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The latest from Edible Vancouver: Salad Days
Andrea Bellamy |

Garden Babies butterhead lettuce

The latest Edible Vancouver is out, and with it, my article: “Salad Days.” Check it out for tips on what to plant now through late summer for a continuous supply of fresh lettuce and salad greens. Happy Spring!

Photo: Jackie Connelly.

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How to grow leeks and make potato leek soup
Andrea Bellamy |

potatoes, leeks, and garlic

Every month, Heavy Petal collaborates with Willowtree — a website for those with food sensitivities who want to find their culinary bliss — to bring you a celebration of an in-season edible. I’ll tell you how to grow it; they’ll tell you how to eat it. Yay!

Although spring feels like it’s just around the corner, it’s still wet and chilly enough for me to be craving comfort foods like soup and starches. This classic soup serves up both in no time flat.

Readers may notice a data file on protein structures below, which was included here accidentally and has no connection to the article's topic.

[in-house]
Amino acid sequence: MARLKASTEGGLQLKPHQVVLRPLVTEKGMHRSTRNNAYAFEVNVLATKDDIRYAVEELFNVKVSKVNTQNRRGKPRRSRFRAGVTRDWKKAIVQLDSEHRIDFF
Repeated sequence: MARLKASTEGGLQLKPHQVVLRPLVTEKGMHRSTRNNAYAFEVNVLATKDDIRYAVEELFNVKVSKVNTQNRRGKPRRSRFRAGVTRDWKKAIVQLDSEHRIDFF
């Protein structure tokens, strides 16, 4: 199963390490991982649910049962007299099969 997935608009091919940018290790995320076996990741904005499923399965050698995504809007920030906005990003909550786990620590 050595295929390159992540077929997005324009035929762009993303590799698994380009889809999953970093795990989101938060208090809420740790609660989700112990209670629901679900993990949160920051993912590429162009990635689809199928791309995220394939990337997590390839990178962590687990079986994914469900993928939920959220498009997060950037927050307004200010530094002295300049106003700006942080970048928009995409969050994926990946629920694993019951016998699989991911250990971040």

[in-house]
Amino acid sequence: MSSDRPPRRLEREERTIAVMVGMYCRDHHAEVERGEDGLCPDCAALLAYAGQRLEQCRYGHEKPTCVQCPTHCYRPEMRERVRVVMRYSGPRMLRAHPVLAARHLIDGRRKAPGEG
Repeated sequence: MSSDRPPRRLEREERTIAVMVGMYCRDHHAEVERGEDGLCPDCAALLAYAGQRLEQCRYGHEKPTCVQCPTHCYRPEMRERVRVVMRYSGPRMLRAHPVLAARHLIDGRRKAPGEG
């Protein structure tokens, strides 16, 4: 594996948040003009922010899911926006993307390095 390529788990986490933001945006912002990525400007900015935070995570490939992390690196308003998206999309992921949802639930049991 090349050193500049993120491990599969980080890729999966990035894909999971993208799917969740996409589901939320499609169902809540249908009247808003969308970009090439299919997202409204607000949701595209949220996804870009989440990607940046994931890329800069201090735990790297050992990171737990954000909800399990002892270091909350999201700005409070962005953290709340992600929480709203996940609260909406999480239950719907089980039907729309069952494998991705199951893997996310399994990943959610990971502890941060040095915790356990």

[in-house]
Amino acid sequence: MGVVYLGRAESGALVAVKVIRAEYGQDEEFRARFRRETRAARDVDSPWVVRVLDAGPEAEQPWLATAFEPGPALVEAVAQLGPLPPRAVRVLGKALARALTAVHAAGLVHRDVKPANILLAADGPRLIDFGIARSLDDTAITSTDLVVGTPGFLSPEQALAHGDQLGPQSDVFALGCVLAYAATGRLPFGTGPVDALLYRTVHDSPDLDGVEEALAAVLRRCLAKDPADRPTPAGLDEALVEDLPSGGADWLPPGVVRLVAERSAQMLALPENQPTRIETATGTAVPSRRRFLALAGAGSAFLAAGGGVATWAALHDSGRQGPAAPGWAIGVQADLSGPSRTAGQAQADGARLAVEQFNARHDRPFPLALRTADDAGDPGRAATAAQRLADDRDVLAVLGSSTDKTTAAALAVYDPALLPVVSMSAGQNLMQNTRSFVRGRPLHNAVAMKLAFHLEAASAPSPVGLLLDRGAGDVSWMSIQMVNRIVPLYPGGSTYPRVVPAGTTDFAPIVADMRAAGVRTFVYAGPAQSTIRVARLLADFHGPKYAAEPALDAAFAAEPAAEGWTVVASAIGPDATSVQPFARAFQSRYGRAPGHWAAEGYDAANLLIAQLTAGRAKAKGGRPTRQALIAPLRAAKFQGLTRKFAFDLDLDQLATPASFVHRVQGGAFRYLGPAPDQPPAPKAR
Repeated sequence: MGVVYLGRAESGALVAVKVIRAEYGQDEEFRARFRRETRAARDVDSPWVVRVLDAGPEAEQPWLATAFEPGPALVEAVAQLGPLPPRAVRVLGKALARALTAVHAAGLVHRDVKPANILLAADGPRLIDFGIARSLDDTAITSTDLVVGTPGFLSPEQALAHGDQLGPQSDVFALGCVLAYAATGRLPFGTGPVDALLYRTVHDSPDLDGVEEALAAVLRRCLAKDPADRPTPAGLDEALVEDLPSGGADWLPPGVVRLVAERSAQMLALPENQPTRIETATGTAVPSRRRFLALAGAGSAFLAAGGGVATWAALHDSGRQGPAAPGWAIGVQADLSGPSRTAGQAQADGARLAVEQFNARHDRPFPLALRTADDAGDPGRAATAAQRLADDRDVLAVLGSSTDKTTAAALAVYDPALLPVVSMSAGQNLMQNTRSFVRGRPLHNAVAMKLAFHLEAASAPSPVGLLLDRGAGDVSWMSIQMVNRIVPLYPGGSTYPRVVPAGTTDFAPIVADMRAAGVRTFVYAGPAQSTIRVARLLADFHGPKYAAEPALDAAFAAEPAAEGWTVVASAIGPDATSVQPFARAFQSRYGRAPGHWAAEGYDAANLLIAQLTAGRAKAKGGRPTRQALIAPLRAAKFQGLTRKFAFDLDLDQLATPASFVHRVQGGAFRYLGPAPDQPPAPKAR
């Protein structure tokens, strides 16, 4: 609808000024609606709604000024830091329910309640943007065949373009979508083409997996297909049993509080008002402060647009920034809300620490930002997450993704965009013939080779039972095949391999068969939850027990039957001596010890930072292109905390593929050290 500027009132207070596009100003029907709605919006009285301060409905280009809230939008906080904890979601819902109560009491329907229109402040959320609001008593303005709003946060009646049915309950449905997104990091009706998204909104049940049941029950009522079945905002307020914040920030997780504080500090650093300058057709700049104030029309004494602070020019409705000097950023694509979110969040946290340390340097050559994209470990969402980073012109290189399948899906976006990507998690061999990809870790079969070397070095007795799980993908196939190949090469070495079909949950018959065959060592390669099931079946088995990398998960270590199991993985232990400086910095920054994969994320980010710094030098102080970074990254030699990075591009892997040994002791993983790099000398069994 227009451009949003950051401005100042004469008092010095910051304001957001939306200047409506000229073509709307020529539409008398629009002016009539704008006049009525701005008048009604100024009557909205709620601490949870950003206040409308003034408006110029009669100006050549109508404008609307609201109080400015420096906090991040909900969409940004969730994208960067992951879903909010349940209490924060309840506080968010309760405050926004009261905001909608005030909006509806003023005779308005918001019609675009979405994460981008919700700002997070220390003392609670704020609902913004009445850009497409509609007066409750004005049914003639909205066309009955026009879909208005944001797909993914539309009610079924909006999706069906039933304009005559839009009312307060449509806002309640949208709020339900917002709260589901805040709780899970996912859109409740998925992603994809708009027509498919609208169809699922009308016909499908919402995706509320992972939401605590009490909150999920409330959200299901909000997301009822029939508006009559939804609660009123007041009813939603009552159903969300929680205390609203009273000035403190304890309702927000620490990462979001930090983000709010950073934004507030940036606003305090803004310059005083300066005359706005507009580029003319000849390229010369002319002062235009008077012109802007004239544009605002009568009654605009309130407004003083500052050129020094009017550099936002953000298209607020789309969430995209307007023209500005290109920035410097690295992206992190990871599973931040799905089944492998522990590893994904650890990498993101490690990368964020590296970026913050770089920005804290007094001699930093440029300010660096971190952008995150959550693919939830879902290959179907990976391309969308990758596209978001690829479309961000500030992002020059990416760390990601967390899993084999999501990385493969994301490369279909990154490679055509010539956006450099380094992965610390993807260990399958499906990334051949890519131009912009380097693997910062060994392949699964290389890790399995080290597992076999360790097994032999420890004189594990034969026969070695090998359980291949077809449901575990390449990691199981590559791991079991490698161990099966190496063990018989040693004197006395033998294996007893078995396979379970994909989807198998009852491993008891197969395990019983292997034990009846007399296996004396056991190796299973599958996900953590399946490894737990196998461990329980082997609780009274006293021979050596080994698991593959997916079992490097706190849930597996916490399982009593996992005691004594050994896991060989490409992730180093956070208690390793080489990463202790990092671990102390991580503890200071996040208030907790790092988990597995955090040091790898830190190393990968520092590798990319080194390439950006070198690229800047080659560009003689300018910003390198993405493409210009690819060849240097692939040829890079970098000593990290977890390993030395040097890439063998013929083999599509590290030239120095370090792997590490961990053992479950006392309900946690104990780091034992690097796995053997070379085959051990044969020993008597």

Potato Leek Soup

Cook Time: 30 minutes

Makes: Four servings

Ingredients:

1/2 large red onion, diced
2 garlic cloves, chopped
splash of extra virgin olive oil
2 large russet potatoes
2 large leeks
6 cups of organic vegetable or chicken stock
salt & pepper to taste
white truffle oil

Method:

In a large pot combine red onion, garlic, and olive oil over medium heat. Continuously stir until onion is translucent, about 5-6 minutes, being careful not to let the garlic burn.

Chop your potatoes in quarters. Chop the whites of your leeks, including about a inch of the green portion. Add the potatoes, leeks and stock of choice to your pot and gently give everything a stir.  Let simmer over medium heat, stirring occasionally until potatoes are soft (stick a fork in one to test).

Blend with hand mixer until desired consistency is reached; the potatoes will keep this a thicker soup, but ideally you want to blend until everything is entirely pureed.

Add salt & pepper to taste, and a small splash of white truffle oil as a garnish in each individual bowl for a special occasion (or because you’re a truffle oil addict, like Jackie).

Serve hot, or keep in the fridge to easily warm up for the following days lunches.

potato leek soup

How to grow leeks: